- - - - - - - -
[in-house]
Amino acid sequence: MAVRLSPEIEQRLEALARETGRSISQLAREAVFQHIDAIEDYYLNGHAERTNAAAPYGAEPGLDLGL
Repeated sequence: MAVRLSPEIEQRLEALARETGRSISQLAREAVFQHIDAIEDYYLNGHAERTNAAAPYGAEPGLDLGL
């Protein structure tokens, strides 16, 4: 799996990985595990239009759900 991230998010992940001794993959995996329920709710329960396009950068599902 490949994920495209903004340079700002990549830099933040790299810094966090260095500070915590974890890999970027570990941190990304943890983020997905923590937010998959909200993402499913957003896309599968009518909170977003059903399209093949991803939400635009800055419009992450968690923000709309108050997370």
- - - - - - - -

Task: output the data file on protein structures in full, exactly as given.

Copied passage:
[in-house]
Amino acid sequence: MAVRLSPEIEQRLEALARETGRSISQLAREAVFQHIDAIEDYYLNGHAERTNAAAPYGAEPGLDLGL
Repeated sequence: MAVRLSPEIEQRLEALARETGRSISQLAREAVFQHIDAIEDYYLNGHAERTNAAAPYGAEPGLDLGL
């Protein structure tokens, strides 16, 4: 799996990985595990239009759900 991230998010992940001794993959995996329920709710329960396009950068599902 490949994920495209903004340079700002990549830099933040790299810094966090260095500070915590974890890999970027570990941190990304943890983020997905923590937010998959909200993402499913957003896309599968009518909170977003059903399209093949991803939400635009800055419009992450968690923000709309108050997370």